Imbolc New Life Moon
Friend Jim Johnson had an opening of his work in Aberdeen, South Dakota the other night. His new work is lots of colors, strings, leaves, nice bright colors as Simon and Garfunkel sang. Jim, and his long time friend Mark, have both taken their art with them into the third phase. Mark has written one book, an initiation tale, about his time in Vietnam and is at work on another, a hero’s quest tale of his time in Fiji and on the road. He also had a show of new work a couple of years ago, his bridge series. I admire them, keeping Bridgit’s hearthfire lit. Life opens forward if you let it.
Bridgit is the triple goddess in the auld Celtic faith, patroness of poetry, of song, of craft, of the creative spirit. At the double monastery in Kildare, Ireland (men and women), Christians kept her eternal fire burning even after the church absorbed her as a saint. This is Bridgit’s time. She’s the goddess of Imbolc, the cross quarter holiday when the magic of life in the womb brought hope to ancient Celts after the long fallow season.
This is my creed outworn (see Wordsworth in the post below). Or, part of it. James Hillman, a very interesting Jungian analyst, said we find the gods in our pathologies. I believe that, too. Jung said we find the gods in our diseases. I believe we find them, too, in passions, in new art, in turning over old life like a furrow in which to plant the divine seeds of a new one.
A while back I talked about doing the work that only I can do. Jim and Mark are doing theirs. Over the last few weeks, reading Emerson and Deng Ming-Dao in daily meditations, I’ve found resonance with this idea. Emerson said, for example, in his essay, Success, “Each (person) has an aptitude born with (them). Do your work…It is rare to find a (person) who believes their own thought or who speaks that which (they were) created to say.” Ming-Dao, in his 365 Days of the Tao, says, in his entry #40, subconscious: “Everything to be understood is within us. All that must be transcended…is within us. All the power of transcendence is within us. Tap into it and you tap into the divine itself.”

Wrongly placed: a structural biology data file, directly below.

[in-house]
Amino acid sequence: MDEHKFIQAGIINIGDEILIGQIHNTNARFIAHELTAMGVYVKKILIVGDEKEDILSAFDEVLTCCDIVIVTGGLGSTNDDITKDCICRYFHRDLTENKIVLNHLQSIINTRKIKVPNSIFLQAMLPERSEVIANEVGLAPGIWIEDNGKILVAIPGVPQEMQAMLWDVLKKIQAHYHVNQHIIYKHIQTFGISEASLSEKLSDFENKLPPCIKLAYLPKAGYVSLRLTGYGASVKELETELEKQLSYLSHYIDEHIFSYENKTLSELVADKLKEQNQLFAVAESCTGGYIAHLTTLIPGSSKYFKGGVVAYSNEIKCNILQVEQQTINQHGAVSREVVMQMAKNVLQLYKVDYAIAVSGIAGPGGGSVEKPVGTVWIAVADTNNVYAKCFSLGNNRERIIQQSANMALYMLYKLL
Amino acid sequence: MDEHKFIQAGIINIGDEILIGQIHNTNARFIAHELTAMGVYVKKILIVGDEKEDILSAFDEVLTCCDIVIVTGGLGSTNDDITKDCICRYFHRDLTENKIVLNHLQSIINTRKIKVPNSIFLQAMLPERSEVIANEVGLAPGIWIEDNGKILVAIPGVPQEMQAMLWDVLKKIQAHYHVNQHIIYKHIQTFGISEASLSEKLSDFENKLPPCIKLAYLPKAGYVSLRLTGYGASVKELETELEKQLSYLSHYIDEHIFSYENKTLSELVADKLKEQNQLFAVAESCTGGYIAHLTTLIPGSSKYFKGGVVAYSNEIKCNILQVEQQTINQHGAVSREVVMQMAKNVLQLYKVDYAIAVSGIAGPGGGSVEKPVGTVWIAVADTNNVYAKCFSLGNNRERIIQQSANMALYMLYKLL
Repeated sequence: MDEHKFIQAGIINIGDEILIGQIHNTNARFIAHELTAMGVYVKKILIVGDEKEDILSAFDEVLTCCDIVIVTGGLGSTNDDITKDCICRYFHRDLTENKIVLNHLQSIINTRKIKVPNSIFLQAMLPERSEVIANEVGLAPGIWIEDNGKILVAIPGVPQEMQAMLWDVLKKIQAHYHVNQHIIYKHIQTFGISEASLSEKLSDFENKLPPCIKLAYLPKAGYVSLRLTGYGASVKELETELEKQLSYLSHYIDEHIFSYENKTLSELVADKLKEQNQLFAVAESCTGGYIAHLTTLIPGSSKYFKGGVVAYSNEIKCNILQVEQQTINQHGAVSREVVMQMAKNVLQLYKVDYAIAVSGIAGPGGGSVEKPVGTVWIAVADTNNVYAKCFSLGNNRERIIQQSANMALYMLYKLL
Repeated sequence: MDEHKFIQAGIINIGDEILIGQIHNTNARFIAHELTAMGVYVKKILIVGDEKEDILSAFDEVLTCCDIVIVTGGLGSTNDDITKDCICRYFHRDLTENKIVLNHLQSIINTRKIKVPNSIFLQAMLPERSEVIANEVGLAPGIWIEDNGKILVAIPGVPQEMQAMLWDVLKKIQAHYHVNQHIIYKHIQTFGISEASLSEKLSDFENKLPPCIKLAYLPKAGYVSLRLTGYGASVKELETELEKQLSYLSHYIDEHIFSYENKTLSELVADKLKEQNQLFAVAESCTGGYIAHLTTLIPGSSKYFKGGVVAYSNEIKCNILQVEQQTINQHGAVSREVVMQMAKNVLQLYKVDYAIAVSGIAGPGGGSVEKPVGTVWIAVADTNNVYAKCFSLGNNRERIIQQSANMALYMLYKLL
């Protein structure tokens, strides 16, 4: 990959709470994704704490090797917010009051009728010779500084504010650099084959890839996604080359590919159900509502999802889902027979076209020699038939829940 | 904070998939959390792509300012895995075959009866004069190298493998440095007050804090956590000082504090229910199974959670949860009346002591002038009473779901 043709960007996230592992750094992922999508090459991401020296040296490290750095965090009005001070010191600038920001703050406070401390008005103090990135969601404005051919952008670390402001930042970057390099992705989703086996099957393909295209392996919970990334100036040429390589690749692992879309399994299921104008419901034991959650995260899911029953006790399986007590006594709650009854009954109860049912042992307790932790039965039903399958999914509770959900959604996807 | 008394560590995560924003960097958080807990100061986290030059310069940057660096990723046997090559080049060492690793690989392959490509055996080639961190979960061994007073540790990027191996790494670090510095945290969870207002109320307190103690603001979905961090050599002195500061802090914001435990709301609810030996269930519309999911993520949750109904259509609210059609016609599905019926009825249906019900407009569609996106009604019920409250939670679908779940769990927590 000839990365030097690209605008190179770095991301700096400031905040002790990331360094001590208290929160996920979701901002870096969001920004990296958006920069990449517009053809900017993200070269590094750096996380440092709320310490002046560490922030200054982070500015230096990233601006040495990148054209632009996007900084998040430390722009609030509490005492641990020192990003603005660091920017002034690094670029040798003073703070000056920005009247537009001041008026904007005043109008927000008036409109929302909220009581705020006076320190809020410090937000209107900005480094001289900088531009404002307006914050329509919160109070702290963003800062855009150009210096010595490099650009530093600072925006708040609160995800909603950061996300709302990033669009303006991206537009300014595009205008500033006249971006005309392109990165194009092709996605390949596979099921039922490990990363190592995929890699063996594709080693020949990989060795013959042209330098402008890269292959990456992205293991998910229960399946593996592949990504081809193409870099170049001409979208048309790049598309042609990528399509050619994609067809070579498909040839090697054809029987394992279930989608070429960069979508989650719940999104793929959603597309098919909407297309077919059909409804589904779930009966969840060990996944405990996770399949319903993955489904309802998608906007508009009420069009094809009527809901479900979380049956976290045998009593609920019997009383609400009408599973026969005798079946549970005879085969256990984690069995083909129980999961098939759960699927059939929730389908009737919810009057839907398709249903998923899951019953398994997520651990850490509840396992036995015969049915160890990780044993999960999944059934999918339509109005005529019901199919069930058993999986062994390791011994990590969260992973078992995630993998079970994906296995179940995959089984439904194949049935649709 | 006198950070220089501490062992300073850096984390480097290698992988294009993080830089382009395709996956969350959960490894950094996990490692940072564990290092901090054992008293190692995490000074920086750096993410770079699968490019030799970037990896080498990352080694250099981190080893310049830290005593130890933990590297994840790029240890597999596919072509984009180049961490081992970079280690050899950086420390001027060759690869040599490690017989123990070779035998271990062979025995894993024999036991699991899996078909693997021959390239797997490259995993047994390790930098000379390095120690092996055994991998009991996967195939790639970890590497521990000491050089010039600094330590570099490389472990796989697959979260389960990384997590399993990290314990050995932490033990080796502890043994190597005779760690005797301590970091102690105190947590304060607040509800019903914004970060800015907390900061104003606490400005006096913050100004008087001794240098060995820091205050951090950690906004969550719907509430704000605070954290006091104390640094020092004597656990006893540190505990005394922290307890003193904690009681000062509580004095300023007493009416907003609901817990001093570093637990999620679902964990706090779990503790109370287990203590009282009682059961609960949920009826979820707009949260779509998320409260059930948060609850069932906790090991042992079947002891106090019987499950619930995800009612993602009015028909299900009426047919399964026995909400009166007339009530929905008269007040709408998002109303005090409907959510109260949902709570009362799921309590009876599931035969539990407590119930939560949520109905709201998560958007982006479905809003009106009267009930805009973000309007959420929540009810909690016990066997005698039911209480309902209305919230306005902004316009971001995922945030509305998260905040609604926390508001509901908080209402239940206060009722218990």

It is axiomatic that each person is unique, a particular example of the human, of life, of the creative process that began at tzimtzum or the big bang, thrown into a particular time and a particular place. It is that particularity that Emerson elevates. It is that particularity which formulates within us, as instantiations of the whole, our own work. When we tap into the sacred, the shard of ohr (divine light) lodged within us, we come to know our work. And, the world needs it because you are the only one with this spark of the divine and the only one in the whole history of the universe who has it. If you don’t express your ancientrail, it will die with you and the world will be poorer.
We need you. As you are. Not as a bearer of tradition. Not as a follower of rules and laws, no matter what their claim to authority. Not as a sycophant to the culture in which you were raised. No, none of these. Instead we need the you that dances among the stars, the you that drinks from the deep holy wells within you. We need the you that only you can be.
Yes, it’s a scary prospect that you might be worthwhile just for what you are. Not for the degrees you’ve earned or the children you’ve had or the job you do, but for the you that carries a singular vision, a once in eternity vantage point on the universe. Tell us what you see. Tell us what you know. Tell us who you are. We need you, all of us need you.